EMac (probably pre2004) won't start up. Just get white screen with Apple showing after the start up chord. Have discs.
You have a hung operating system - perhaps a file is mis-located or corrupted. Insert Disk 1 of your eMac install set, then hold down the power button until the computer turns off. Press it again to restart, then immediately press and hold the "C" key. This should force the computer to start from the install disk. Once you get the installer screen, look in the menus for "Disk Utility" and select that. In the Disk Utility screen, click on the Hard Disk icon in the left pane, then click the "Repair Disk" button. Once you see the process has started, you can go do something else - this takes a while. When this is done, click "Repair Permissions" and wait for that to finish. If all goes well, Disk Utility will find and untangle a file directory problem and your system will work again.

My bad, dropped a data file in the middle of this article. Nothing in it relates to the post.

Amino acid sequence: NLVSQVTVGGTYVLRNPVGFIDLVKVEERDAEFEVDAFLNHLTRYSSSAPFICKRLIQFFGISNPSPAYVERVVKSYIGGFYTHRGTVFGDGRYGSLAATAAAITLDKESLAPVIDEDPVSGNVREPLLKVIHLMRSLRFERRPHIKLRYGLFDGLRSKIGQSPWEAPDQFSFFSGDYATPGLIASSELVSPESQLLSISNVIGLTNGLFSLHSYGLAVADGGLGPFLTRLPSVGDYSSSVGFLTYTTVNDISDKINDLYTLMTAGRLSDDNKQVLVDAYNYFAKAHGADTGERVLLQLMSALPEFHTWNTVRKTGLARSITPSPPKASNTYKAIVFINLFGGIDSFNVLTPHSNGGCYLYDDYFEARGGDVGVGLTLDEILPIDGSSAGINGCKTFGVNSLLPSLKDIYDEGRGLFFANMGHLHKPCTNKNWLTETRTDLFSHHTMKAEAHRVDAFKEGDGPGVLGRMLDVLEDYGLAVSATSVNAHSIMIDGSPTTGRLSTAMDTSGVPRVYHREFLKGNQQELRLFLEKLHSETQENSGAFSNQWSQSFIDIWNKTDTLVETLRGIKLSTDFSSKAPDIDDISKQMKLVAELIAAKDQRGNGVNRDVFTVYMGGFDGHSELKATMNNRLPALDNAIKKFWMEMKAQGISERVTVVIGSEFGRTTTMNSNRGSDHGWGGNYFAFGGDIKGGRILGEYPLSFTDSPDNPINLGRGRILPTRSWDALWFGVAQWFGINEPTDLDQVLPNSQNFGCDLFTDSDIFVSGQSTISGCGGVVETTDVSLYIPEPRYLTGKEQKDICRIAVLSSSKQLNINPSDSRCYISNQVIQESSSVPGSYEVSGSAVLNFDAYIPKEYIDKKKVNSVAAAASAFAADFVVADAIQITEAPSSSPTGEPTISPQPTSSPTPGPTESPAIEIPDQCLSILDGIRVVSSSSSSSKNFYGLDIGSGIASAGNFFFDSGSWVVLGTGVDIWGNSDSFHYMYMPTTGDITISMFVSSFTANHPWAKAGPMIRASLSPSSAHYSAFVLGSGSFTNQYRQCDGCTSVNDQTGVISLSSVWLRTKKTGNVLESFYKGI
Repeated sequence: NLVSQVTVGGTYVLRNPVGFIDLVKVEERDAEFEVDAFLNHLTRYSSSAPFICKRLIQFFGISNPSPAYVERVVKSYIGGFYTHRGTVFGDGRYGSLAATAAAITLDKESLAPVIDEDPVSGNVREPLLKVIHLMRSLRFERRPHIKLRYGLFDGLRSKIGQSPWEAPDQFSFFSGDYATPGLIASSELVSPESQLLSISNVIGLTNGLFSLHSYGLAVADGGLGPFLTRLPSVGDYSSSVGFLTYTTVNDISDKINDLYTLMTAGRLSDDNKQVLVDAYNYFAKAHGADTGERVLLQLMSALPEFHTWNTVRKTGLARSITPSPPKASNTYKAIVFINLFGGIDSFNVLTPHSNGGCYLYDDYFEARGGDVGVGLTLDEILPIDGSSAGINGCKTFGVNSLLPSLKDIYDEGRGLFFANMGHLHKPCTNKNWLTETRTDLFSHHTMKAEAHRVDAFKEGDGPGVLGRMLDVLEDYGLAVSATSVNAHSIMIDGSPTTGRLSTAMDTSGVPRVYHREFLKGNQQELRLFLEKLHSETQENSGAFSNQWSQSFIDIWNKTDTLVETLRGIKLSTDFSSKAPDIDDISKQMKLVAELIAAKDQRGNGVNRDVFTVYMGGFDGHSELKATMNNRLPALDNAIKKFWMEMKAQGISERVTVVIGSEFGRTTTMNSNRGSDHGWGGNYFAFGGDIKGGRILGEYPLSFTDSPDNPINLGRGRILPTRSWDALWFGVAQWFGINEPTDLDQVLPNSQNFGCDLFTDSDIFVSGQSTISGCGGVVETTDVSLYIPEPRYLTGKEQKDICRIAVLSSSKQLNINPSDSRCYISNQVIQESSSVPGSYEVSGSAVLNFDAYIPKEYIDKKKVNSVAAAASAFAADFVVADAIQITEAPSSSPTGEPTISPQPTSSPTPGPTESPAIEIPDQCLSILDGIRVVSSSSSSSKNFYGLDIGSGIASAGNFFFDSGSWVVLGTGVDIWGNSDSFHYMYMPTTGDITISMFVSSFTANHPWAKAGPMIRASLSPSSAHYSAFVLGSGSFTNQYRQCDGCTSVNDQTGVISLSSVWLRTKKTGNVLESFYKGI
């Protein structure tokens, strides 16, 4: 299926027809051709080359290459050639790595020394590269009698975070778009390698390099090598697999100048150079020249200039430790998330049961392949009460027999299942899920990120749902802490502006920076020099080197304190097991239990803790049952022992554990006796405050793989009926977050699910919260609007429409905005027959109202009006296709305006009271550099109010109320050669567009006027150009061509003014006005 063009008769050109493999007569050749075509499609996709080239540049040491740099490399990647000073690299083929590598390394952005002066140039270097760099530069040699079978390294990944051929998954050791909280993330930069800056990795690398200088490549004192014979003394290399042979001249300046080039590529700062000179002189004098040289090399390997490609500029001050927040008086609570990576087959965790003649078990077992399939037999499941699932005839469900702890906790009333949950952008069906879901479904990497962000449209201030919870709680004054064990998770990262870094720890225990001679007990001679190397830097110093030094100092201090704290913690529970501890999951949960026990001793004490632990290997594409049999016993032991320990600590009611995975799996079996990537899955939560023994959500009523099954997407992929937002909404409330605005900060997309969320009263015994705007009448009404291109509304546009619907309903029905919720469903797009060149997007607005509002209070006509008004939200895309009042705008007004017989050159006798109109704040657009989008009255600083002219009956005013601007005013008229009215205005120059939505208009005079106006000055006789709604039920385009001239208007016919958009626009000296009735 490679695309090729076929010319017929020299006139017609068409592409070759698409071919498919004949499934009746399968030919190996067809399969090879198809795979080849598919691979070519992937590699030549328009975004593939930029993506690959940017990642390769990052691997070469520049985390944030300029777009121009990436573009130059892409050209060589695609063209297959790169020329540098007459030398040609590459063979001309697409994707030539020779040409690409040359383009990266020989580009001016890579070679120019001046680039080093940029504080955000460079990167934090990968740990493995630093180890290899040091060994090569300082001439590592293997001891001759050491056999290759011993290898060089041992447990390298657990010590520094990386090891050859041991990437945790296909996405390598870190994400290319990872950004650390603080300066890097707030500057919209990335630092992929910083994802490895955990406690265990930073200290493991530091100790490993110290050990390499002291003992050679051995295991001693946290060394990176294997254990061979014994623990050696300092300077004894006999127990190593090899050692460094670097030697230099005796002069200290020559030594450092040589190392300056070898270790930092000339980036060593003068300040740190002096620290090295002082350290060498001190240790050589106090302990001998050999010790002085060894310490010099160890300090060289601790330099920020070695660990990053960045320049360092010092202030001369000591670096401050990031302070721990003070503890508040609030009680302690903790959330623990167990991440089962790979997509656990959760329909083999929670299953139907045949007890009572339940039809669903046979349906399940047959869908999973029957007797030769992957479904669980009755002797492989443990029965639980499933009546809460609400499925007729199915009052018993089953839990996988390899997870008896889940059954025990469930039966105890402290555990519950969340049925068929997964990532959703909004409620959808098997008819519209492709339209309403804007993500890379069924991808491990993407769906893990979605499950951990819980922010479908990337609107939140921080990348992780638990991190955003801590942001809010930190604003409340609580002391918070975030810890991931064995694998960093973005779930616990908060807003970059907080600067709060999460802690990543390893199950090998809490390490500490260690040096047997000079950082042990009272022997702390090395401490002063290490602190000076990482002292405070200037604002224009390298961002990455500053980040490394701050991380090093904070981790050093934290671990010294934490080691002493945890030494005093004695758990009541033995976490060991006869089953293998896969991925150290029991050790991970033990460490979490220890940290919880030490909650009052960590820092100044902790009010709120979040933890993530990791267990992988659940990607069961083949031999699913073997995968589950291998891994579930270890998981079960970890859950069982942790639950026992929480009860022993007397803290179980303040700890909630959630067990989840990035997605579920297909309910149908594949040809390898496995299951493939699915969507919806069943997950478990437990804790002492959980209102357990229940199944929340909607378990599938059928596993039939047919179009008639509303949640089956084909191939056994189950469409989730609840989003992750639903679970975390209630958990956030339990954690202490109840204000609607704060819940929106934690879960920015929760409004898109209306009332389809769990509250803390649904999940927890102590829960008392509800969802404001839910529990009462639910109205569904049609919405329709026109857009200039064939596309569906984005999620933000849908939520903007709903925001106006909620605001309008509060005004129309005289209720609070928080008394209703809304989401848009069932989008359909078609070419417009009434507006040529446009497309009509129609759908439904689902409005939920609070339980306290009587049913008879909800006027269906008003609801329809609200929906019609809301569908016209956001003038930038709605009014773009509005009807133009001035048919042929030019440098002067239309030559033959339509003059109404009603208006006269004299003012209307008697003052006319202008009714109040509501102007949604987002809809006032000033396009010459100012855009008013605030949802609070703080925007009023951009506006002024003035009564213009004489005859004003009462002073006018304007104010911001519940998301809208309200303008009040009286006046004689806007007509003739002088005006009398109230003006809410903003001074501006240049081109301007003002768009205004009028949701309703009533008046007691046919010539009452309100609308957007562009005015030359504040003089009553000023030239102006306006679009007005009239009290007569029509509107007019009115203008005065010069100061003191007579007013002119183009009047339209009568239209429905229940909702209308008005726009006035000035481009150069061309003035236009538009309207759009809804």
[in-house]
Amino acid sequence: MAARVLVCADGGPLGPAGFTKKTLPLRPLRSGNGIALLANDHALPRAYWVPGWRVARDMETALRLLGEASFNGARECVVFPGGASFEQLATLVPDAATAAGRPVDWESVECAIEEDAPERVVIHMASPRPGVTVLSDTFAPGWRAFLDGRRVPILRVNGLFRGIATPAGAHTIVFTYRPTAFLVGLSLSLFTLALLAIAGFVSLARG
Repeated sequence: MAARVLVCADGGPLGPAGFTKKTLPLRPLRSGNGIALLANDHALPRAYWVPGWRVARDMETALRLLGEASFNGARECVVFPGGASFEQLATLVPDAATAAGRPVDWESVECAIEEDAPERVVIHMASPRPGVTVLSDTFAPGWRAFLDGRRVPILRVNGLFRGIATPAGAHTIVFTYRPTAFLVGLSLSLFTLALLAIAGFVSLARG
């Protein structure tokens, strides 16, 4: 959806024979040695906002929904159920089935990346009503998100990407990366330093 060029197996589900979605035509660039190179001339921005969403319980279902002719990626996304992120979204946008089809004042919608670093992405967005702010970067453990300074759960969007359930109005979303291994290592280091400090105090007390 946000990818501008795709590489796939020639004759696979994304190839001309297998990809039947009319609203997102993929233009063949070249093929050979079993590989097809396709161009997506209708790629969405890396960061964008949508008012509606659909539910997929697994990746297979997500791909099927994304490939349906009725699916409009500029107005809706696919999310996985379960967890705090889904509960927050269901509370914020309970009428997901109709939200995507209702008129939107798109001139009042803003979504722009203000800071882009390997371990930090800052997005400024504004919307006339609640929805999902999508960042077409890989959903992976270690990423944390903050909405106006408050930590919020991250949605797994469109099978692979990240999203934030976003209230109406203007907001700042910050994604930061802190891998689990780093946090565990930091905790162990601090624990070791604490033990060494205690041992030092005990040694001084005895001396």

If you do not have an install CD, you could try fixing things in "single-user" mode. On start-up, hold down the Command (Apple) and "S" keys until the screen turns black and starts scrolling a lot of white text. When the system finishes start-up (you will see the main account user name followed by a flashing cursor mark), type (without quotes) "fsck -f", then <enter>. If the main account requires a log-in password, you will be asked to provide that. The "fsck" command starts a Unix routine similar to Disk Utility. You may have to repeat the fsck to ensure repairs are complete. (Note to gutter-minds: fsck is not an obscenity, it's an acronym for "File System ChecK".) When you are done with fsck, type "reboot" to restart the computer normally.
If the files system repair fails, or an important file is hopelessly corrupted and you don't like trying to fix it in Single-User command-line mode, the simplest fix is to reinstall the OS using the CDs. Your account information may be lost. On the other hand, if you are willing to hack Unix, you may be able to find the system log files in Single-User mode and trace down the error that prevents normal startup. If it is a corrupted preference file, you can simply delete it and try starting again.
May 28, 2012 |